The artless Websites created during the Web's infancy were of necessity built only with simple HTML tags, and were forced to divide up their functionality and content into a maze (a web?) of separate pages. This made a navigation scheme an unavoidable component of any Website design, and of course, a clear, visually arresting navigation scheme was better than an obscure or hidden one. But many Web designers have incorrectly deduced from this that users want navigation schemes. Actually, they'd be happy if there were no navigation at all.
This misunderstanding is rooted in the excitement that accompanied the arrival of the new medium and the enthusiasm of its many new adherents. The first Web users found pleasure, rightfully so, in merely exploring the alluring vastness and fecundity of the new phenomenon of the Web. Surfing was thrilling not only for its novelty, but for that strong sense of satisfaction that comes from exploration and discovery. In the beginning, everyone is equally an explorer—it's fun to get an email from a friend with a link to some random Website, then follow a random link from that site to another, which might provoke a distant thought about a related topic to search for, ad infinitum. The Web can be a stimulating wash of engrossing information.
Popular computer games added to the confusion. Much of the value of games comes from the player's joy of exploration and discovery-from navigating. One of the main goals of a game designer is to obscure significant parts of the program, posing problems and making the answers difficult to discern so that navigating through the mystery becomes an important challenge for the game player. The program hides its internal structure and organization just like Agatha Christie hides the motivations and methods of a murderer from her readers. If you play computer games, it's likely that you love the thrill of the quest.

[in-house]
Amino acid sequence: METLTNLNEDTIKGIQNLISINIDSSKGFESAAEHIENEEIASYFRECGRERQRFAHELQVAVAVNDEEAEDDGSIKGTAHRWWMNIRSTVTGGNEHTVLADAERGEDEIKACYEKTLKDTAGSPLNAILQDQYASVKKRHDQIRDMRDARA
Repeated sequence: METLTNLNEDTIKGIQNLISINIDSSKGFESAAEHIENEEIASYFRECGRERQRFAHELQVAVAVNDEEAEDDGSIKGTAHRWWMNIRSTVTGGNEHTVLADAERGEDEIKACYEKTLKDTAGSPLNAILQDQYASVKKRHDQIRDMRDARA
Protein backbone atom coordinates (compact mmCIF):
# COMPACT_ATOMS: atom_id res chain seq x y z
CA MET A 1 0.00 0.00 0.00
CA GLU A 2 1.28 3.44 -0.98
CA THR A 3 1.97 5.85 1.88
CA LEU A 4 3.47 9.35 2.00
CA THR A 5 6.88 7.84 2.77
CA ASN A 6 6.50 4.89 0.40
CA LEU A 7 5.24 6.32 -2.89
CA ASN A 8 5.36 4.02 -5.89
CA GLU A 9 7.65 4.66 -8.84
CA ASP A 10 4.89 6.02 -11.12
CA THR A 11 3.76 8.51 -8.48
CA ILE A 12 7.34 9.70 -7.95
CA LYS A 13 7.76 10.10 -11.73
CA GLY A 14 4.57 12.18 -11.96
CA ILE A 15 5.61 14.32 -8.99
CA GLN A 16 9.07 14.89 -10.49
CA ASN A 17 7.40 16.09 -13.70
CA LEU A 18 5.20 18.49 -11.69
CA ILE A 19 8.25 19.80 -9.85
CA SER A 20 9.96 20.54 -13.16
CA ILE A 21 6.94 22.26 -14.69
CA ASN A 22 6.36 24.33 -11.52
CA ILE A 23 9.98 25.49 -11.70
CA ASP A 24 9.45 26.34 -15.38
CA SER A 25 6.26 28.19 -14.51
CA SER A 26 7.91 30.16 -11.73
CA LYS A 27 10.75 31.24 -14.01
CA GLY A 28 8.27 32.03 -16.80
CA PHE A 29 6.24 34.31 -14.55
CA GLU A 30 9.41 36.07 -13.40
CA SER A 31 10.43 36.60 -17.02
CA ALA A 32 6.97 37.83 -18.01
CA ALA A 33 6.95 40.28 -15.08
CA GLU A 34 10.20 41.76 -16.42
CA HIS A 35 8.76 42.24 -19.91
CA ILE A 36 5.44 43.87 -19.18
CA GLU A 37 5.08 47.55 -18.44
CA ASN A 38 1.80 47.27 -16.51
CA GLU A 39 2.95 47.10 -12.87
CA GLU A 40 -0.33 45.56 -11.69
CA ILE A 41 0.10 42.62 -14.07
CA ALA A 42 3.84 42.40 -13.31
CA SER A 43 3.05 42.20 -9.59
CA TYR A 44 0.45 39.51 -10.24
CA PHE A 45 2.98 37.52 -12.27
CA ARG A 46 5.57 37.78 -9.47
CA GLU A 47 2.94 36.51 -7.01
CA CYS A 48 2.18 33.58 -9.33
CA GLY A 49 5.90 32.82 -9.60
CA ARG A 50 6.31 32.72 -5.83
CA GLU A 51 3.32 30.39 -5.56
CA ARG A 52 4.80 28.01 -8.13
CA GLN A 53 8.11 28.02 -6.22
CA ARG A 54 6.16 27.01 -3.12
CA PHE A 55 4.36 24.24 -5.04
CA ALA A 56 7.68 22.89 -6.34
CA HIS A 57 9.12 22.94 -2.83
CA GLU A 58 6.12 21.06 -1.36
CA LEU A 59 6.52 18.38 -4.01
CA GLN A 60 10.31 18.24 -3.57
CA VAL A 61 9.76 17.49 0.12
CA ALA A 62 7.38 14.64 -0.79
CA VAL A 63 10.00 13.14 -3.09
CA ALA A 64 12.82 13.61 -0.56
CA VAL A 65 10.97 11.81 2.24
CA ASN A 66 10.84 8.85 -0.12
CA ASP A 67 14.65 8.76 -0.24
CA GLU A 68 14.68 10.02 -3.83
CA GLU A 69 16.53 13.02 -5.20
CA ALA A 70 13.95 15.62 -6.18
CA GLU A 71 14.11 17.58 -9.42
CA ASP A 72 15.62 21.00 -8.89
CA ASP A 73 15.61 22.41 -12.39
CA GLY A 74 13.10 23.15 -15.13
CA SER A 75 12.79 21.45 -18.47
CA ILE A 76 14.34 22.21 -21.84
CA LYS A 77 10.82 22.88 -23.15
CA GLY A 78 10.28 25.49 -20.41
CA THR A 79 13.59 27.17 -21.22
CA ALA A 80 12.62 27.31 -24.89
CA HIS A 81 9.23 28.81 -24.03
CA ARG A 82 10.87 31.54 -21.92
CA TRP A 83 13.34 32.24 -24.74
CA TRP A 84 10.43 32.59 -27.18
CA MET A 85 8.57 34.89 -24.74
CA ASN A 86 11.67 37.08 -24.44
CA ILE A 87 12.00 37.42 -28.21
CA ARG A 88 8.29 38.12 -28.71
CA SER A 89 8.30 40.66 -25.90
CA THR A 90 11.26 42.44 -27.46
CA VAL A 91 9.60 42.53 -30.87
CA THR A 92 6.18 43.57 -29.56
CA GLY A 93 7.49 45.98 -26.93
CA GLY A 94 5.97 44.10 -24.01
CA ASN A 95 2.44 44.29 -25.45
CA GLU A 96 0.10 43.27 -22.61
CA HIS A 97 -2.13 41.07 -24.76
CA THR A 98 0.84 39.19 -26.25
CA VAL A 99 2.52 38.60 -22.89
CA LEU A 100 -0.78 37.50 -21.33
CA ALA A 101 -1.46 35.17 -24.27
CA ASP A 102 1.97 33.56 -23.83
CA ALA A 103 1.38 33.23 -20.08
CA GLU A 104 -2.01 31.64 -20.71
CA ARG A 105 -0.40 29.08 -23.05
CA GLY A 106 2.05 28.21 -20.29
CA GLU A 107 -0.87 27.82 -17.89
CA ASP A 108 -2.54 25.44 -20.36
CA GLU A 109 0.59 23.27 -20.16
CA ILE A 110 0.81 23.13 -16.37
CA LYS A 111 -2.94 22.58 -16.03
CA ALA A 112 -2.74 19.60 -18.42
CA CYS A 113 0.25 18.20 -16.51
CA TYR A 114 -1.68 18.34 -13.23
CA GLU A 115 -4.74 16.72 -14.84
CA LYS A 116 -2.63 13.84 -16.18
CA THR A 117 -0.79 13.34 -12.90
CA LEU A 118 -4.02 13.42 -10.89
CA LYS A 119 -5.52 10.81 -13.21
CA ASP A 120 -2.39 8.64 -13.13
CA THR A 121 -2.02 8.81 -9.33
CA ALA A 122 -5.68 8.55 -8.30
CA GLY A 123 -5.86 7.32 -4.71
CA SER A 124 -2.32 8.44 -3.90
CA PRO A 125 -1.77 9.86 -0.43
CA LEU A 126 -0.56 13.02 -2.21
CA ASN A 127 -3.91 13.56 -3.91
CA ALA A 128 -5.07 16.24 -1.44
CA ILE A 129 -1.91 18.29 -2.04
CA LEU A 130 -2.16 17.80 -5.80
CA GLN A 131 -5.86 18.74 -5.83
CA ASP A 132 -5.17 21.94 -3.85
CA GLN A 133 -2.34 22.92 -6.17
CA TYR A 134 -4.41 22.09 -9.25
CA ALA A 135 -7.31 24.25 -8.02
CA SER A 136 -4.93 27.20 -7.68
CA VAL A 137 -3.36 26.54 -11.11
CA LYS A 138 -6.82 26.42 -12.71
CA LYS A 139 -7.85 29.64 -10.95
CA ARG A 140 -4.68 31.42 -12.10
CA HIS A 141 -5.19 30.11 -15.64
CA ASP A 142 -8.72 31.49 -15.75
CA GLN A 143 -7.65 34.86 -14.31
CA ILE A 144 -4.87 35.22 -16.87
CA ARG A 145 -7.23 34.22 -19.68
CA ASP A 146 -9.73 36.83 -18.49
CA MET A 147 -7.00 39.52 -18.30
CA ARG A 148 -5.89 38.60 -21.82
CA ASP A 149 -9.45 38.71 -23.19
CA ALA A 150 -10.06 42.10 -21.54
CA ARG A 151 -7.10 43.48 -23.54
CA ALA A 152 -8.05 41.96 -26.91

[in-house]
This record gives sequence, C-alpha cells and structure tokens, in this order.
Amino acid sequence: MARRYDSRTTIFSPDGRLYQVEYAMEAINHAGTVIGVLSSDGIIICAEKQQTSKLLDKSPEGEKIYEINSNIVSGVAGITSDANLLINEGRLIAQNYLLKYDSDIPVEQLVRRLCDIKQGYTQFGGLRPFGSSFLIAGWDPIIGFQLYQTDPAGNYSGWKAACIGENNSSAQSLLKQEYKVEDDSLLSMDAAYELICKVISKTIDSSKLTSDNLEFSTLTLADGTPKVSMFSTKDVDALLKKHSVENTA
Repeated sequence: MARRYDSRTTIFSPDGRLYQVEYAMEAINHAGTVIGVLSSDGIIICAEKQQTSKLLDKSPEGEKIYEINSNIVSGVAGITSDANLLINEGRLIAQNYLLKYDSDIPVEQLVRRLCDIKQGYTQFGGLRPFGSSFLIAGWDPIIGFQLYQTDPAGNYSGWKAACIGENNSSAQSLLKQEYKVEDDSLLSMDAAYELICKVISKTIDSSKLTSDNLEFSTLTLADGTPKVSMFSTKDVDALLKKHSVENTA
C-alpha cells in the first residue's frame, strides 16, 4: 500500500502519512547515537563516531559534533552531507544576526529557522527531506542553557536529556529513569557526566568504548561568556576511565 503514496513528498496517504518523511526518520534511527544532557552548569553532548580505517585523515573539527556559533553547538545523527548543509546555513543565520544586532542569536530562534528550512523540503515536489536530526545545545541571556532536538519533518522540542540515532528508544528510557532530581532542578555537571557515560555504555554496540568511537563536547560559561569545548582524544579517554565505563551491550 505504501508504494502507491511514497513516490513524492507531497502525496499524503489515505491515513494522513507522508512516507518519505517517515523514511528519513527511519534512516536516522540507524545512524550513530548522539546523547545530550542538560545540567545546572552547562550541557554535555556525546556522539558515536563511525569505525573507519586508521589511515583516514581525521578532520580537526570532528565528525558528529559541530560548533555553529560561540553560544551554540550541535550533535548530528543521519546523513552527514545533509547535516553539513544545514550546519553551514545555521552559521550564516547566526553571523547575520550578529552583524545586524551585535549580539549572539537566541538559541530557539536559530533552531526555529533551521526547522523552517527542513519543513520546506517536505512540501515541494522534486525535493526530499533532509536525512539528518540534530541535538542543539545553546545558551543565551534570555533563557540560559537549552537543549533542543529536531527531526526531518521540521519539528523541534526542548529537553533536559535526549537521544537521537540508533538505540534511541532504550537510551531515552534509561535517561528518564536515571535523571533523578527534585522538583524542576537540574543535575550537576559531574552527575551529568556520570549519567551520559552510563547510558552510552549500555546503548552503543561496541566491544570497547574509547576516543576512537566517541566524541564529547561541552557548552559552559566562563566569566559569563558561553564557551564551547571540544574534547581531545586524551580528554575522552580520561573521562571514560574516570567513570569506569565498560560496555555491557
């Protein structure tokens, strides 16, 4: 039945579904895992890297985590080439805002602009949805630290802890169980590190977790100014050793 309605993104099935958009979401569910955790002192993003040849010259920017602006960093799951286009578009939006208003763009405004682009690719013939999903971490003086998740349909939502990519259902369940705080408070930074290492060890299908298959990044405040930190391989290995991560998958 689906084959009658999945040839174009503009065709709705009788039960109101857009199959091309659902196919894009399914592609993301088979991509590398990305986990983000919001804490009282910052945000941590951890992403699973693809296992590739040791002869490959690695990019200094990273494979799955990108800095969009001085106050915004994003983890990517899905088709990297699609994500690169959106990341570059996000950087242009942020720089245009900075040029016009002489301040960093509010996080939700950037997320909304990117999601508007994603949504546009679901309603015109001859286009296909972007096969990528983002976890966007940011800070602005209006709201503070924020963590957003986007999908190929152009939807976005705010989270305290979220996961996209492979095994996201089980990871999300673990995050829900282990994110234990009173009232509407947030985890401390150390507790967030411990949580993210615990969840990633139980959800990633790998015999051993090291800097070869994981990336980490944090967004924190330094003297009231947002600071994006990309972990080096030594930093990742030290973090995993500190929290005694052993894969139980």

Contrarily, in business software, the interaction designer's job is completely opposite from the game designer's. A well-designed business program must make its structure and organization as clear as possible. Users don't want to waste time solving the mystery of where resources and information are hidden. A well-designed business program doesn't act as the user's opponent, pitting him against his tools, forcing him to ask, "Where are the tools? Where are the answers? Where is the related information? How do I get back to where I was?" It's not productive for the company and it isn't much fun for the user. And ultimately, it will cause the user to either abandon the site, or abandon the Web altogether, both of which have been common occurrences lately.
For those young and enthusiastic Web designers who are personally thrilled by the daily joy of discovery that comes from surfing the Web, navigating and exploring have come to seem an intrinsic end in itself. Exploring and navigating is their goal, and they have assumed a similar desire for discovery in the many Web users to which their sites cater. But these designers have fallen victim to a malady known as self-referential design. Regardless of how much typical users might share the designer's joy in discovery, they rarely share it with the same vigor or depth, particularly when they are trying to buy something or get work done at the office.
Once a beginner's enthusiasm wears off after a few uses of the Web, she would just like to get her work done in the simplest and most straightforward way possible. Instead of building a complex structure of pages, a better design technique is to concentrate all of the interaction in a single screen, relieving the user of the need to explore, of the need to navigate at all. To the user, each successive screen is the equivalent of a new window or dialog in conventional software. My axiom is: "A window is another room. Have a good reason to go there." If the user is working on information on one screen, don't send her to another screen to work on that same information. The better place is right there on screen number one.